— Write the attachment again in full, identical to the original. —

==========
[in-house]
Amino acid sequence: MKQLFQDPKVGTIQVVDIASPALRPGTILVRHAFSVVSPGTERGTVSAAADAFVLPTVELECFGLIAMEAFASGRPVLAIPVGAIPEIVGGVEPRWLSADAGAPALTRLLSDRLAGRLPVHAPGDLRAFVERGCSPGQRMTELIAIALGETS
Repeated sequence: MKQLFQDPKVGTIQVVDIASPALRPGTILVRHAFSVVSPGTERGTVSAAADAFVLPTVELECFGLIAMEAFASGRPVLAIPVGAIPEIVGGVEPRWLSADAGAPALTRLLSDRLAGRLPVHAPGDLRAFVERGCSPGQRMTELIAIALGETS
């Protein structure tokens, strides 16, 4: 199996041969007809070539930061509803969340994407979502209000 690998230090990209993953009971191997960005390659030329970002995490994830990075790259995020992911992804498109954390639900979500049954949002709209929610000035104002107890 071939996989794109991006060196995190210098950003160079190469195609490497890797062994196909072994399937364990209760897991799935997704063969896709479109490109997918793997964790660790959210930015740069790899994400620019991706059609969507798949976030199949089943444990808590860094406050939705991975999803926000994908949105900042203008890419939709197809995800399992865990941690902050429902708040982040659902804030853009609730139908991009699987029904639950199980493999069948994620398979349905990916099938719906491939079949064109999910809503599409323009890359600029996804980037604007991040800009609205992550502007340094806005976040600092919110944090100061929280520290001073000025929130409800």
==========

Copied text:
[in-house]
Amino acid sequence: MKQLFQDPKVGTIQVVDIASPALRPGTILVRHAFSVVSPGTERGTVSAAADAFVLPTVELECFGLIAMEAFASGRPVLAIPVGAIPEIVGGVEPRWLSADAGAPALTRLLSDRLAGRLPVHAPGDLRAFVERGCSPGQRMTELIAIALGETS
Repeated sequence: MKQLFQDPKVGTIQVVDIASPALRPGTILVRHAFSVVSPGTERGTVSAAADAFVLPTVELECFGLIAMEAFASGRPVLAIPVGAIPEIVGGVEPRWLSADAGAPALTRLLSDRLAGRLPVHAPGDLRAFVERGCSPGQRMTELIAIALGETS
């Protein structure tokens, strides 16, 4: 199996041969007809070539930061509803969340994407979502209000 690998230090990209993953009971191997960005390659030329970002995490994830990075790259995020992911992804498109954390639900979500049954949002709209929610000035104002107890 071939996989794109991006060196995190210098950003160079190469195609490497890797062994196909072994399937364990209760897991799935997704063969896709479109490109997918793997964790660790959210930015740069790899994400620019991706059609969507798949976030199949089943444990808590860094406050939705991975999803926000994908949105900042203008890419939709197809995800399992865990941690902050429902708040982040659902804030853009609730139908991009699987029904639950199980493999069948994620398979349905990916099938719906491939079949064109999910809503599409323009890359600029996804980037604007991040800009609205992550502007340094806005976040600092919110944090100061929280520290001073000025929130409800």